Star-lit Tragedy of Star-cross’d Lovers Succeeds – The Age (23/12/94)

Star-lit Tragedy Of Star-cross’d Lovers Succeeds
News; Arts
LEONARD RADIC
23 December 1994
The Age

THE HOLIDAY season wouldn’t be complete without its Shakespeare under the stars. Glenn Elston pioneered the idea in 1988 with A Midsummer Night’s Dream in the Royal Botanic Gardens. It was an instant hit, drawing huge and enthusiastic crowds.

 

Romeo and Juliet by William Shakespeare; directed by Glenn Elston; cast includes Nadine Garner, Jack Finsterer, Phil Sunner, Evelyn Krape, Rhys Muldoon and Glen Hogstrom. Old Melbourne Observatory Grounds.

 

THE HOLIDAY season wouldn’t be complete without its Shakespeare under the stars. Glenn Elston pioneered the idea in 1988 with A Midsummer Night’s Dream in the Royal Botanic Gardens. It was an instant hit, drawing huge and enthusiastic crowds.

 

In 1992, the Dream was retired and and a knockabout version of Twelfth Night slotted in its place. While amiable enough, it lacked the sheer enchantment of its predecessor, as well as its staying power, and was retired in turn.

This summer, Elston has decided to eschew comedy of romantic tragedy.

 

Don’t be deterred by that, however. For while his outdoor version of Romeo and Juliet may be light on subtlety, it’s rich in atmosphere, ambience and musicality. It’s also performed with great verve and energy.

 

As with the earlier productions, it owes much to the sheer magic of the setting. No forest glade this time; no lovers rowing on the lake.

Instead, Elston has transposed Shakespeare’s tragedy of two star- cross’d lovers to the grounds of the Old Melbourne Observatory in Birdwood Avenue.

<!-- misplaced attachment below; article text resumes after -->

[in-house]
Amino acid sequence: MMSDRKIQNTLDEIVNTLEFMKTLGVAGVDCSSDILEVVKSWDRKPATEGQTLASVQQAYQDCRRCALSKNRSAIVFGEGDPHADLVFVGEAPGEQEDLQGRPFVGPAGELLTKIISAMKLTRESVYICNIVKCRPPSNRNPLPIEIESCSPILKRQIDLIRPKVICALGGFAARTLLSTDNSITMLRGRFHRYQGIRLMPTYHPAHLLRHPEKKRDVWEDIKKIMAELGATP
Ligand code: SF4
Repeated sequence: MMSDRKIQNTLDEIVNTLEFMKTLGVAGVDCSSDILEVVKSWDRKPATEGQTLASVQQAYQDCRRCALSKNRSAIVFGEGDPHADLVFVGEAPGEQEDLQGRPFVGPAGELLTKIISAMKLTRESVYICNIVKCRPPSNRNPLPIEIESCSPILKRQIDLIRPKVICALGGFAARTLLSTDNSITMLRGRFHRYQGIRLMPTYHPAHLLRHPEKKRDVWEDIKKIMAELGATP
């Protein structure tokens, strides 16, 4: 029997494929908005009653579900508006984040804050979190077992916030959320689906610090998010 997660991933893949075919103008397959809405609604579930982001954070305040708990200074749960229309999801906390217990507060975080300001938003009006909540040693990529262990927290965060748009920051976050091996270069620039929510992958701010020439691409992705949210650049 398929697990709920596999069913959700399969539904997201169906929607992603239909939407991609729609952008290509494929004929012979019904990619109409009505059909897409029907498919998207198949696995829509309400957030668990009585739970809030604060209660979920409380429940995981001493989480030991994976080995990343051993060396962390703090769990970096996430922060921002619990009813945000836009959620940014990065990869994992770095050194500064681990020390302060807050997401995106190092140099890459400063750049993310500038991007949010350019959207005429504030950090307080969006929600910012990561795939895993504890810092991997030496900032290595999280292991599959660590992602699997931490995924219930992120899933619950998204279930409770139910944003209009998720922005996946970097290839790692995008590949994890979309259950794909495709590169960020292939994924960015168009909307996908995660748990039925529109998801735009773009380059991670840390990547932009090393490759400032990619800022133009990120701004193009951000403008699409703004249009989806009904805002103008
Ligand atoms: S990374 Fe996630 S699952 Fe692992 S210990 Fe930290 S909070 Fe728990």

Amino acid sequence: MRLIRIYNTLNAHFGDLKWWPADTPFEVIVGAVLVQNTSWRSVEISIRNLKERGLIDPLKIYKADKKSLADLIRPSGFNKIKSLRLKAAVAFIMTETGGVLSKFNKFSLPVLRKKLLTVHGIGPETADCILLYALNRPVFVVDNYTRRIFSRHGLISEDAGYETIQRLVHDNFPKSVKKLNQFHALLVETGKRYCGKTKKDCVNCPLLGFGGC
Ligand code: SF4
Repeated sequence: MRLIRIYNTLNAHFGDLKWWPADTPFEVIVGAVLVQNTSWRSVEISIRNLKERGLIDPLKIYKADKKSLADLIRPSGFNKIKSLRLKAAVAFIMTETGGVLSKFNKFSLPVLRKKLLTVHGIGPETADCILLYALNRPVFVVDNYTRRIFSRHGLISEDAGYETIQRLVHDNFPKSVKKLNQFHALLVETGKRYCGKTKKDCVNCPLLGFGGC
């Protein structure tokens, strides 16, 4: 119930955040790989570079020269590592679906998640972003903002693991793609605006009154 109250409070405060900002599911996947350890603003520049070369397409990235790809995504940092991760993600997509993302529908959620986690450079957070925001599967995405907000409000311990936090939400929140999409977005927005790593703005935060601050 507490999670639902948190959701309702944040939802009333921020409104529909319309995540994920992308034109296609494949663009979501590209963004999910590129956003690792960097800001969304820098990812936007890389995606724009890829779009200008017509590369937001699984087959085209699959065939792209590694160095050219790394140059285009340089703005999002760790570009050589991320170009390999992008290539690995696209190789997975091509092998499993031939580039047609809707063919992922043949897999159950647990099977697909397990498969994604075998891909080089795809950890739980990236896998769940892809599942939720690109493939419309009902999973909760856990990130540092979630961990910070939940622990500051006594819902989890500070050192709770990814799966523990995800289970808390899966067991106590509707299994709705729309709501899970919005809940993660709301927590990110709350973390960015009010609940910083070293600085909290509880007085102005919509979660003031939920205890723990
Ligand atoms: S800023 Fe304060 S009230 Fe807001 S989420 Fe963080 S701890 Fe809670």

I had never been to this corner of the Botanic Gardens before.

 

Neither, I suspect, had most of those who came on opening night equipped with rugs, hampers, fold-up chairs and mosquito coils. By day, the area probably looks scruffy. But by night, with the help of atmospheric lighting which is a feature of this production, it takes on a romantic air.

 

The production, like the Dream, is a peripatetic one. It begins on the lawns, moves to the 19th-century observatory buildings where tiered seating has been installed, and back to the lawns for the final 20 minutes. It must surely be the only time in the history of the play that fair Verona has boasted eucalypts and peppercorn trees and where Romeo has wooed his Juliet from an astrograph dome.

 

Elston’s production is not for purists. It is Shakespeare for the masses, with the emphasis on physical action. It begins with the cast, dressed in black cloaks, singing the opening lines of the play a capella style. The cloaks are then tossed aside, the master of revels tells the audience where to find the loos and not to litter the lawns.

 

Then a lusty fight with pitchforks and shovels breaks out between the warring families.

 

These early scenes are played strictly for comedy. Slapstick abounds. The ancient grudge dividing the Montagues and Capulets may be a long and bitter one; but you get no real sense of this from the playing. The important thing, Elston has obviously decided, is to relax the audience and get them on side.

 

Having done so, he gradually deepens the mood. What doesn’t change, however, is the sheer vigor of the performances. The street-fight, which results in the deaths of Tybalt and Mercutio, is staged molto con brio. Romeo, played by Jack Finsterer, is a lusty red-blooded hero who shins up ladders, woos his Juliet with enthusiasm, and wields a mean sword. Rhys Muldoon’s Mercutio and Glen Hogstrom’s Tybalt are men of action too. Even Friar Lawrence, as played by Phil Sumner, is quick off the starting blocks on his way to Juliet’s tomb (but, tragically, not quick enough).

 

On the distaff side, Nadine Garner brings a romantic presence and intensity to the role of Juliet, while Evelyn Krape gets many a laugh as her lusty nurse.

 

Individually, the performances may be unremarkable. But collectively, they add up to a rare and enjoyable night of theatre which is admittedly long, occasionally gimmicky but never wearisome, and which has what the conventional theatre all too rarely has a real sense of occasion. It should prove a winner at the box office.

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